A. Timeliness

Pursuant to 28 U.S.C. § 1446, a notice of removal of a civil action must be filed within thirty days after the defendant's receipt, through service or otherwise, of a copy of the initial pleading. Section (b)(3) further provides:

[I]f the case stated by the initial pleading is not removable, a notice of removal may be filed within 30 days after receipt by the defendant, through service or otherwise, of a copy of an amended pleading, motion, order or other paper from which it may first be ascertained that the case is one which is or has become removable.

28 U.S.C. § 1446(b)(3). The time limits in Section 1446 are mandatory, and the failure to comply with those limits bars removal. N. Ill. Gas Co. v. Airco Indus. Gases, a Div. of Airco, Inc. , 676 F.2d 270, 273 (7th Cir. 1982).

Plaintiffs contend that the thirty-day removal clock began to run on July 2, 2020, when Defendantscounsel was in possession of a formally approved amended pleading. The thirty-day removal clock does not begin to run, however, until a defendant is formally served with the complaint. See Dultra v. U.S. Med. Home, Inc. , 2014 WL 1347107, at *3 (N.D. Ill. Apr. 4, 2014) ("[f]ormal service is required to trigger the 30–day clock, as the Supreme Court held 15 years ago in Murphy Brothers v. Michetti Pipe Stringing , 526 U.S. 344, 119 S.Ct. 1322, 143 L.Ed.2d 448 (1999) )"; Dent v. Renaissance Mktg. Corp. , 2014 WL 5465006, at *6 (N.D. Ill. Oct. 28, 2014) (same).

Here, the thirty-day clock began when Defendants were formally served with the First Amended Complaint on August 3, 2020. The Notice of Removal was filed on September 2, 2020, just within the thirty-day period. Accordingly, Defendants’ Notice of Removal was timely.

B. Standing

Article III of the Constitution limits the judicial power of federal courts to adjudicating "cases" and "controversies." Hein v. Freedom From Religion Foundation, Inc. , 551 U.S. 587, 597, 127 S.Ct. 2553, 168 L.Ed.2d 424 (2007). "One of the controlling elements in the definition of a case or controversy under Article III is standing." Id. (internal quotations, citations, and alterations omitted). "[T]he irreducible constitutional minimum of standing consists of three elements." Spokeo, Inc. v. Robins , ––– U.S. ––––, 136 S.Ct. 1540, 1547, 194 L.Ed.2d 635 (2016). A plaintiff must have (1) suffered an injury in fact, (2) that is fairly traceable to the defendant's challenged conduct, and (3) is redressable by the Court. Id.

"[T]he Supreme Court made [it] ‘crystal clear’ in Spokeo , Article III standing requires a concrete injury even in the context of a statutory violation.’ " Fox v. Dakkota Integrated Sys., LLC , 980 F.3d 1146, 1152 (7th Cir. 2020) (quoting Spokeo , 136 S. Ct. at 1549 ). A statutory violation, with an intangible harm, satisfies the injury-in-fact requirement, when it presents "an ‘appreciable risk of harm’ to the underlying concrete interest [the legislature] sought to protect by enacting the statute." Bryant v. Compass Grp. USA, Inc. , 958 F.3d 617, 621 (7th Cir. 2020) (quoting Groshek v. Time Warner Cable, Inc. , 865 F.3d 884, 887 (7th Cir. 2017) ); see also Fox , 980 F.3d at 1152 ("[t]o determine whether an intangible harm satisfies the injury-in-fact requirement in a statutory case, both the legislature's judgment and historical judicial practice ‘play important roles’ ").

i. Article III Standing for Plaintiffs’ Section 15(a) Claims

Plaintiffs assert that their section 15(a) claims must be remanded for lack of Article III standing. Four recent BIPA cases hold the keys to this question. See Fox , 980 F.3d at 1152 (noting "[t]hree recent BIPA cases hold the keys to the standing question"). In the first case, Miller v. Sw. Airlines Co. , 926 F.3d 898 (7th Cir. 2019), the Court concluded that the union employees’ sections 15(a) and 15(b) claims were concrete injuries sufficient to confer Article III standing because the collection and use of biometrics for employee timekeeping is a subject of collective bargaining. Id. at 902. In the second case, Patel v. Facebook, Inc. , 932 F.3d 1264 (9th Cir. 2019), the Ninth Circuit recognized that the Illinois ...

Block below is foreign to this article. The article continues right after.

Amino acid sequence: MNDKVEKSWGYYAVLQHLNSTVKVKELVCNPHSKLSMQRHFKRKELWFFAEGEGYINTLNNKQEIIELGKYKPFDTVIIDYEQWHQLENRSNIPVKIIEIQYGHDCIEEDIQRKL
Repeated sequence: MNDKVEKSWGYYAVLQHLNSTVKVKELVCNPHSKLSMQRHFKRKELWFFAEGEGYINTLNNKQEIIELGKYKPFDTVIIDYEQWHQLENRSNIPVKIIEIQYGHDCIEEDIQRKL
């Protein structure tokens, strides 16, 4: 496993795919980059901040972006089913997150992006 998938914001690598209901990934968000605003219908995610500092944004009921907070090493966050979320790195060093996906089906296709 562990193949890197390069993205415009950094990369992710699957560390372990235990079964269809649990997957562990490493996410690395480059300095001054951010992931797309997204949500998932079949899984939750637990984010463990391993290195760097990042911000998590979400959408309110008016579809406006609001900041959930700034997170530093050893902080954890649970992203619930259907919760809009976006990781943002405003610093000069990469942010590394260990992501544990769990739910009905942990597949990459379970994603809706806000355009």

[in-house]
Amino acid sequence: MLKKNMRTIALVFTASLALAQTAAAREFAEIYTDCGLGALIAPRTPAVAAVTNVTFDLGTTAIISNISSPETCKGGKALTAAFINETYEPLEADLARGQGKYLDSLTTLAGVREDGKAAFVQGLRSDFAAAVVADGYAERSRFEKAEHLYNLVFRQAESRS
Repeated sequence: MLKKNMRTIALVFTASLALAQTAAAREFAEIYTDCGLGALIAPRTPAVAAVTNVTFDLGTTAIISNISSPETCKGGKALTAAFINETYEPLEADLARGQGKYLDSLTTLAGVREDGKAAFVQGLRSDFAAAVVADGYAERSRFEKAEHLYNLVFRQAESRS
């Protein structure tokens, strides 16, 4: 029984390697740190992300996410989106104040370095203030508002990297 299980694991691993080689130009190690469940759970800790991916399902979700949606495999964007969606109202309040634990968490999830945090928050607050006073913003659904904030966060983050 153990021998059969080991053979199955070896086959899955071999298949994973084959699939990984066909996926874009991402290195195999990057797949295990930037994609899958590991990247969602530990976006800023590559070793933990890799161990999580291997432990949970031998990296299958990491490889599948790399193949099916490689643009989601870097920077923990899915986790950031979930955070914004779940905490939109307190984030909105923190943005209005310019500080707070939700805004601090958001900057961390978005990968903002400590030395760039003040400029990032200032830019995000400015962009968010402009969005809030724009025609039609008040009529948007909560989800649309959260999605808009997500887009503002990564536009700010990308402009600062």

To continue reading

Request your trial
5 cases
  • Duerr v. Bradley Univ.
    • United States
    • U.S. District Court — Central District of Illinois
    • 10 Marzo 2022
    ...*3 (C.D. Ill. Apr. 28, 2021) ; Marsh v. CSL Plasma Inc. , 503 F. Supp. 3d 677, 683 (N.D. Ill. 2020) ; Roberson v. Maestro Consulting Servs. LLC , 507 F. Supp. 3d 998, 1008 (S.D. Ill. 2020) ; see also Carpenter , 2021 WL 6752295, at *3 (finding that the plaintiff had no standing to bring his......
  • Diaz v. Acuff
    • United States
    • U.S. District Court — Southern District of Illinois
    • 14 Diciembre 2020
    ... ... Department of Homeland Security, Respondents.Case No. 20-cv-1112-SMYUnited States District Court, ... ...
  • Heard v. Becton, Dickinson & Co.
    • United States
    • U.S. District Court — Northern District of Illinois
    • 9 Marzo 2021
    ...that plaintiffs making similar allegations have standing under Section 15(a). See Roberson v. Maestro Consulting Servs. LLC , 507 F. Supp. 3d 998, 1008–09, No. 20-CV-00895-NJR (S.D. Ill. Dec. 14, 2020) (plaintiffs had standing to bring two Section 15(a) claims against their employer where f......
  • Kislov v. Am. Airlines, Inc.
    • United States
    • U.S. District Court — Northern District of Illinois
    • 8 Octubre 2021
    ...this court does not read Plaintiffs’ allegations as making such a suggestion in this case. See also Roberson v. Maestro Consulting Servs. LLC , 507 F. Supp. 3d 998, 1008 (S.D. Ill. 2020) (denying motion to remand Section 15(a) claim where plaintiff alleged that defendant failed to comply wi......
  • Request a trial to view additional results

VLEX uses login cookies to provide you with a better browsing experience. If you click on 'Accept' or continue browsing this site we consider that you accept our cookie policy. ACCEPT